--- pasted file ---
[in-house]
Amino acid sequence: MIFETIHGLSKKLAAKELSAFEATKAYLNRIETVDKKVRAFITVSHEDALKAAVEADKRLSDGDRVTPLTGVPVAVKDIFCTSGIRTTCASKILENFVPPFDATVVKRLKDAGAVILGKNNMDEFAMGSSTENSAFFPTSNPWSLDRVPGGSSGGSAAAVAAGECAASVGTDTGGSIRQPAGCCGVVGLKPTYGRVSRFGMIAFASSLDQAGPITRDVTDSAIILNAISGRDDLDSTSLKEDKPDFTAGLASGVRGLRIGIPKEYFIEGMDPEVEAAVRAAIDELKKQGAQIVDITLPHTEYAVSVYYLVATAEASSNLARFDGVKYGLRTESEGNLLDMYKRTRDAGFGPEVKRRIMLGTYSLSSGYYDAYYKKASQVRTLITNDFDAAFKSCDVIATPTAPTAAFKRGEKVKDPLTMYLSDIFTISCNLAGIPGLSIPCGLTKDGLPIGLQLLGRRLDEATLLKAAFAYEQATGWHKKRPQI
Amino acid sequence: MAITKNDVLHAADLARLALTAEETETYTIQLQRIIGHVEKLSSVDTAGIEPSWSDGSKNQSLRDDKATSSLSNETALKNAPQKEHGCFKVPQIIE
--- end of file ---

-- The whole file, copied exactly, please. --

[in-house]
Amino acid sequence: MIFETIHGLSKKLAAKELSAFEATKAYLNRIETVDKKVRAFITVSHEDALKAAVEADKRLSDGDRVTPLTGVPVAVKDIFCTSGIRTTCASKILENFVPPFDATVVKRLKDAGAVILGKNNMDEFAMGSSTENSAFFPTSNPWSLDRVPGGSSGGSAAAVAAGECAASVGTDTGGSIRQPAGCCGVVGLKPTYGRVSRFGMIAFASSLDQAGPITRDVTDSAIILNAISGRDDLDSTSLKEDKPDFTAGLASGVRGLRIGIPKEYFIEGMDPEVEAAVRAAIDELKKQGAQIVDITLPHTEYAVSVYYLVATAEASSNLARFDGVKYGLRTESEGNLLDMYKRTRDAGFGPEVKRRIMLGTYSLSSGYYDAYYKKASQVRTLITNDFDAAFKSCDVIATPTAPTAAFKRGEKVKDPLTMYLSDIFTISCNLAGIPGLSIPCGLTKDGLPIGLQLLGRRLDEATLLKAAFAYEQATGWHKKRPQI
Amino acid sequence: MAITKNDVLHAADLARLALTAEETETYTIQLQRIIGHVEKLSSVDTAGIEPSWSDGSKNQSLRDDKATSSLSNETALKNAPQKEHGCFKVPQIIE